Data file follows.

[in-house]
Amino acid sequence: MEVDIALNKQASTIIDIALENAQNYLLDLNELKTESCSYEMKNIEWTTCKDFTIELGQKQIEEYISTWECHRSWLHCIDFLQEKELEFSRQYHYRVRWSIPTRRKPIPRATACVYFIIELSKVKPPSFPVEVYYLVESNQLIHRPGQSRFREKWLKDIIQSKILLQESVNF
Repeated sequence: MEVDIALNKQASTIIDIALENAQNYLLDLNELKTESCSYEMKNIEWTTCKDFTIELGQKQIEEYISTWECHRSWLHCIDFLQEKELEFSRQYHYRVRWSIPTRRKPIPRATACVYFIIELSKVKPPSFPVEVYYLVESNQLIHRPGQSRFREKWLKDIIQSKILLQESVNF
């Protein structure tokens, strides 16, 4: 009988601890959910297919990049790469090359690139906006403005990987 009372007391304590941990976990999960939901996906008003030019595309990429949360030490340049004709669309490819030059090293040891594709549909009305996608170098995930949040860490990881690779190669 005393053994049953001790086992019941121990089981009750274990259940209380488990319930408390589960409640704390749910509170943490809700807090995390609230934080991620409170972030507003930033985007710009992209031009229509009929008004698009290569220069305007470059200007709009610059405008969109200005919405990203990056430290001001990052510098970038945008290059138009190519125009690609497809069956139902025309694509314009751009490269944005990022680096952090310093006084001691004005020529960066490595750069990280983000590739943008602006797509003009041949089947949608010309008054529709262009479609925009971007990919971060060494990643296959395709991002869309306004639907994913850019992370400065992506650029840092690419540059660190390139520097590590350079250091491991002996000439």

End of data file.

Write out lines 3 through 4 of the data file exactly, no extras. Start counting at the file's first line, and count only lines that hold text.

Repeated sequence: MEVDIALNKQASTIIDIALENAQNYLLDLNELKTESCSYEMKNIEWTTCKDFTIELGQKQIEEYISTWECHRSWLHCIDFLQEKELEFSRQYHYRVRWSIPTRRKPIPRATACVYFIIELSKVKPPSFPVEVYYLVESNQLIHRPGQSRFREKWLKDIIQSKILLQESVNF
């Protein structure tokens, strides 16, 4: 009988601890959910297919990049790469090359690139906006403005990987 009372007391304590941990976990999960939901996906008003030019595309990429949360030490340049004709669309490819030059090293040891594709549909009305996608170098995930949040860490990881690779190669 005393053994049953001790086992019941121990089981009750274990259940209380488990319930408390589960409640704390749910509170943490809700807090995390609230934080991620409170972030507003930033985007710009992209031009229509009929008004698009290569220069305007470059200007709009610059405008969109200005919405990203990056430290001001990052510098970038945008290059138009190519125009690609497809069956139902025309694509314009751009490269944005990022680096952090310093006084001691004005020529960066490595750069990280983000590739943008602006797509003009041949089947949608010309008054529709262009479609925009971007990919971060060494990643296959395709991002869309306004639907994913850019992370400065992506650029840092690419540059660190390139520097590590350079250091491991002996000439």